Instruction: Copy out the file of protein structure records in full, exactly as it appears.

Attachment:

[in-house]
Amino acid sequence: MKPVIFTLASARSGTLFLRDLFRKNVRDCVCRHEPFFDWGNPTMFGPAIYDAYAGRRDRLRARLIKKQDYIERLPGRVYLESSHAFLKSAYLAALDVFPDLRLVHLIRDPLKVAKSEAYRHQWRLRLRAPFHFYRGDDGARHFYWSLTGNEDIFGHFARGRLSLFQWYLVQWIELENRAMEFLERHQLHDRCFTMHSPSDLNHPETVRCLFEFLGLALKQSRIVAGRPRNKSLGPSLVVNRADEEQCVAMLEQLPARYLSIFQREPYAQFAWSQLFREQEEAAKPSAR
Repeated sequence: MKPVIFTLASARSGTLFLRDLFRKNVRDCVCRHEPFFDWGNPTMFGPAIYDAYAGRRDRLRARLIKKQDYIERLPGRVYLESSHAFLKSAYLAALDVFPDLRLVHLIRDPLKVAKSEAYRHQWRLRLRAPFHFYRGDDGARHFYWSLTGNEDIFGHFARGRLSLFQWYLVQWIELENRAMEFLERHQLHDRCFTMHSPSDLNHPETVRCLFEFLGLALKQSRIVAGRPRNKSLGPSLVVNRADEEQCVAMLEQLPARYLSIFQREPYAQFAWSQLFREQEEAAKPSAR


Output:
[in-house]
Amino acid sequence: MKPVIFTLASARSGTLFLRDLFRKNVRDCVCRHEPFFDWGNPTMFGPAIYDAYAGRRDRLRARLIKKQDYIERLPGRVYLESSHAFLKSAYLAALDVFPDLRLVHLIRDPLKVAKSEAYRHQWRLRLRAPFHFYRGDDGARHFYWSLTGNEDIFGHFARGRLSLFQWYLVQWIELENRAMEFLERHQLHDRCFTMHSPSDLNHPETVRCLFEFLGLALKQSRIVAGRPRNKSLGPSLVVNRADEEQCVAMLEQLPARYLSIFQREPYAQFAWSQLFREQEEAAKPSAR
Repeated sequence: MKPVIFTLASARSGTLFLRDLFRKNVRDCVCRHEPFFDWGNPTMFGPAIYDAYAGRRDRLRARLIKKQDYIERLPGRVYLESSHAFLKSAYLAALDVFPDLRLVHLIRDPLKVAKSEAYRHQWRLRLRAPFHFYRGDDGARHFYWSLTGNEDIFGHFARGRLSLFQWYLVQWIELENRAMEFLERHQLHDRCFTMHSPSDLNHPETVRCLFEFLGLALKQSRIVAGRPRNKSLGPSLVVNRADEEQCVAMLEQLPARYLSIFQREPYAQFAWSQLFREQEEAAKPSAR